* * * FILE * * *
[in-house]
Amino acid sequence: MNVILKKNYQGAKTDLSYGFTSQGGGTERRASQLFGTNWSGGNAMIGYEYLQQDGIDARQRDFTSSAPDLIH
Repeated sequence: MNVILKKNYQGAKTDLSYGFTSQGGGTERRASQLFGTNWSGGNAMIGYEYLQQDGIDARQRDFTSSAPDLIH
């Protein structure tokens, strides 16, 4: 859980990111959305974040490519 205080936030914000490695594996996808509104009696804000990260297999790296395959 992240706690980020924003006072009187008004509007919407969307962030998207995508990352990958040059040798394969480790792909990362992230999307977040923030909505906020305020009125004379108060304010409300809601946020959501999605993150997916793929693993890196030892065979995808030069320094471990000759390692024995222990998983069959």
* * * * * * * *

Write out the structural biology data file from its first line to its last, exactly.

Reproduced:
[in-house]
Amino acid sequence: MNVILKKNYQGAKTDLSYGFTSQGGGTERRASQLFGTNWSGGNAMIGYEYLQQDGIDARQRDFTSSAPDLIH
Repeated sequence: MNVILKKNYQGAKTDLSYGFTSQGGGTERRASQLFGTNWSGGNAMIGYEYLQQDGIDARQRDFTSSAPDLIH
């Protein structure tokens, strides 16, 4: 859980990111959305974040490519 205080936030914000490695594996996808509104009696804000990260297999790296395959 992240706690980020924003006072009187008004509007919407969307962030998207995508990352990958040059040798394969480790792909990362992230999307977040923030909505906020305020009125004379108060304010409300809601946020959501999605993150997916793929693993890196030892065979995808030069320094471990000759390692024995222990998983069959």